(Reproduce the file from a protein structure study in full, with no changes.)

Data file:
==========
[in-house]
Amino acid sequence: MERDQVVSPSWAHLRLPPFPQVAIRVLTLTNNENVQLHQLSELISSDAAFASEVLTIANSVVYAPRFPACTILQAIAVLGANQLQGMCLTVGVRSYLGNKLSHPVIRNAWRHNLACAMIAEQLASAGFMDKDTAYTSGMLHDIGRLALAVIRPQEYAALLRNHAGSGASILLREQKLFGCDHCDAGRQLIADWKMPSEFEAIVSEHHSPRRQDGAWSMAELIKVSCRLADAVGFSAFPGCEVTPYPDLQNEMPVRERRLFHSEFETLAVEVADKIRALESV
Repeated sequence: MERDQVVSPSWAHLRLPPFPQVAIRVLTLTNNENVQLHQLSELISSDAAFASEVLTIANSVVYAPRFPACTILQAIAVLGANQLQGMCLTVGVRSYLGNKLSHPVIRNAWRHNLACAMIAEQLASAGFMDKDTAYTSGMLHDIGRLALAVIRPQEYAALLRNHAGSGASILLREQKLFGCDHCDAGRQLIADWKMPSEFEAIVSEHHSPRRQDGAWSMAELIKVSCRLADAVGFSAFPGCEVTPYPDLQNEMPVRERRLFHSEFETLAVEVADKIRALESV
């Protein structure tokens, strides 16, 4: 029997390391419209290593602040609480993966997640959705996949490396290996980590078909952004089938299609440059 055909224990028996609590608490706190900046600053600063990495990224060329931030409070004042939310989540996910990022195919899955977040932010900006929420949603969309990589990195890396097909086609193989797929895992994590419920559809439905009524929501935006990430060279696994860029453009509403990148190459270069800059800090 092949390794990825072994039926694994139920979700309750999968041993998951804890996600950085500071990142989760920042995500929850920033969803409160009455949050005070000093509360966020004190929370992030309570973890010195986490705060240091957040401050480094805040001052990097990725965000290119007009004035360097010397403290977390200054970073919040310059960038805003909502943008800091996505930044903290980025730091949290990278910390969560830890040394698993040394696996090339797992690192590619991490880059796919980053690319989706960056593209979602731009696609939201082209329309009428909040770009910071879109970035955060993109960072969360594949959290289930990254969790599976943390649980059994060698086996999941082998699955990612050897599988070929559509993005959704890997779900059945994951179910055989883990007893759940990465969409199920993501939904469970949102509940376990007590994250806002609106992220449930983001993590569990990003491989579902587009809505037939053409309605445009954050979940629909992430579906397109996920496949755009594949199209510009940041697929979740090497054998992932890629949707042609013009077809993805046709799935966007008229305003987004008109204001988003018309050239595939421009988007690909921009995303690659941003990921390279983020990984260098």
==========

[in-house]
Amino acid sequence: MERDQVVSPSWAHLRLPPFPQVAIRVLTLTNNENVQLHQLSELISSDAAFASEVLTIANSVVYAPRFPACTILQAIAVLGANQLQGMCLTVGVRSYLGNKLSHPVIRNAWRHNLACAMIAEQLASAGFMDKDTAYTSGMLHDIGRLALAVIRPQEYAALLRNHAGSGASILLREQKLFGCDHCDAGRQLIADWKMPSEFEAIVSEHHSPRRQDGAWSMAELIKVSCRLADAVGFSAFPGCEVTPYPDLQNEMPVRERRLFHSEFETLAVEVADKIRALESV
Repeated sequence: MERDQVVSPSWAHLRLPPFPQVAIRVLTLTNNENVQLHQLSELISSDAAFASEVLTIANSVVYAPRFPACTILQAIAVLGANQLQGMCLTVGVRSYLGNKLSHPVIRNAWRHNLACAMIAEQLASAGFMDKDTAYTSGMLHDIGRLALAVIRPQEYAALLRNHAGSGASILLREQKLFGCDHCDAGRQLIADWKMPSEFEAIVSEHHSPRRQDGAWSMAELIKVSCRLADAVGFSAFPGCEVTPYPDLQNEMPVRERRLFHSEFETLAVEVADKIRALESV
């Protein structure tokens, strides 16, 4: 029997390391419209290593602040609480993966997640959705996949490396290996980590078909952004089938299609440059 055909224990028996609590608490706190900046600053600063990495990224060329931030409070004042939310989540996910990022195919899955977040932010900006929420949603969309990589990195890396097909086609193989797929895992994590419920559809439905009524929501935006990430060279696994860029453009509403990148190459270069800059800090 092949390794990825072994039926694994139920979700309750999968041993998951804890996600950085500071990142989760920042995500929850920033969803409160009455949050005070000093509360966020004190929370992030309570973890010195986490705060240091957040401050480094805040001052990097990725965000290119007009004035360097010397403290977390200054970073919040310059960038805003909502943008800091996505930044903290980025730091949290990278910390969560830890040394698993040394696996090339797992690192590619991490880059796919980053690319989706960056593209979602731009696609939201082209329309009428909040770009910071879109970035955060993109960072969360594949959290289930990254969790599976943390649980059994060698086996999941082998699955990612050897599988070929559509993005959704890997779900059945994951179910055989883990007893759940990465969409199920993501939904469970949102509940376990007590994250806002609106992220449930983001993590569990990003491989579902587009809505037939053409309605445009954050979940629909992430579906397109996920496949755009594949199209510009940041697929979740090497054998992932890629949707042609013009077809993805046709799935966007008229305003987004008109204001988003018309050239595939421009988007690909921009995303690659941003990921390279983020990984260098």